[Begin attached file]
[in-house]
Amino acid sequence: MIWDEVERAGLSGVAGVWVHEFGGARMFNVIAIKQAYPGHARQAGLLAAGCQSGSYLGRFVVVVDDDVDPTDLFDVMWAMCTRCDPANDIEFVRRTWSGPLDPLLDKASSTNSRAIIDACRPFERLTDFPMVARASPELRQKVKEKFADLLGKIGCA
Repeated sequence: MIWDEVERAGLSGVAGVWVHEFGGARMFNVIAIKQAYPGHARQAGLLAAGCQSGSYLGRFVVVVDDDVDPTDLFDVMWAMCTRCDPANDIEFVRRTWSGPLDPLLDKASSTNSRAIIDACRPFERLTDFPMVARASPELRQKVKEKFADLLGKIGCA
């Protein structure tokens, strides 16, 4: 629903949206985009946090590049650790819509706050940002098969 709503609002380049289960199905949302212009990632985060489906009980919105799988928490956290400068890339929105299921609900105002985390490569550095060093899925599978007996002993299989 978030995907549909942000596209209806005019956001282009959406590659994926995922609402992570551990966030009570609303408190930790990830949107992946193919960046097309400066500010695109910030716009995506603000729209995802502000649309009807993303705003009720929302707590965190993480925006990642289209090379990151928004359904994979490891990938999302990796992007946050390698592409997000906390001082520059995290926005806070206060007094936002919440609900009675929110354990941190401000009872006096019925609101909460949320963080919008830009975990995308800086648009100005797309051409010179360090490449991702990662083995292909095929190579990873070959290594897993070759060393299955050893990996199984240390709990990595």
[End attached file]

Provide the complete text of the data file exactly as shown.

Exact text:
[in-house]
Amino acid sequence: MIWDEVERAGLSGVAGVWVHEFGGARMFNVIAIKQAYPGHARQAGLLAAGCQSGSYLGRFVVVVDDDVDPTDLFDVMWAMCTRCDPANDIEFVRRTWSGPLDPLLDKASSTNSRAIIDACRPFERLTDFPMVARASPELRQKVKEKFADLLGKIGCA
Repeated sequence: MIWDEVERAGLSGVAGVWVHEFGGARMFNVIAIKQAYPGHARQAGLLAAGCQSGSYLGRFVVVVDDDVDPTDLFDVMWAMCTRCDPANDIEFVRRTWSGPLDPLLDKASSTNSRAIIDACRPFERLTDFPMVARASPELRQKVKEKFADLLGKIGCA
């Protein structure tokens, strides 16, 4: 629903949206985009946090590049650790819509706050940002098969 709503609002380049289960199905949302212009990632985060489906009980919105799988928490956290400068890339929105299921609900105002985390490569550095060093899925599978007996002993299989 978030995907549909942000596209209806005019956001282009959406590659994926995922609402992570551990966030009570609303408190930790990830949107992946193919960046097309400066500010695109910030716009995506603000729209995802502000649309009807993303705003009720929302707590965190993480925006990642289209090379990151928004359904994979490891990938999302990796992007946050390698592409997000906390001082520059995290926005806070206060007094936002919440609900009675929110354990941190401000009872006096019925609101909460949320963080919008830009975990995308800086648009100005797309051409010179360090490449991702990662083995292909095929190579990873070959290594897993070759060393299955050893990996199984240390709990990595």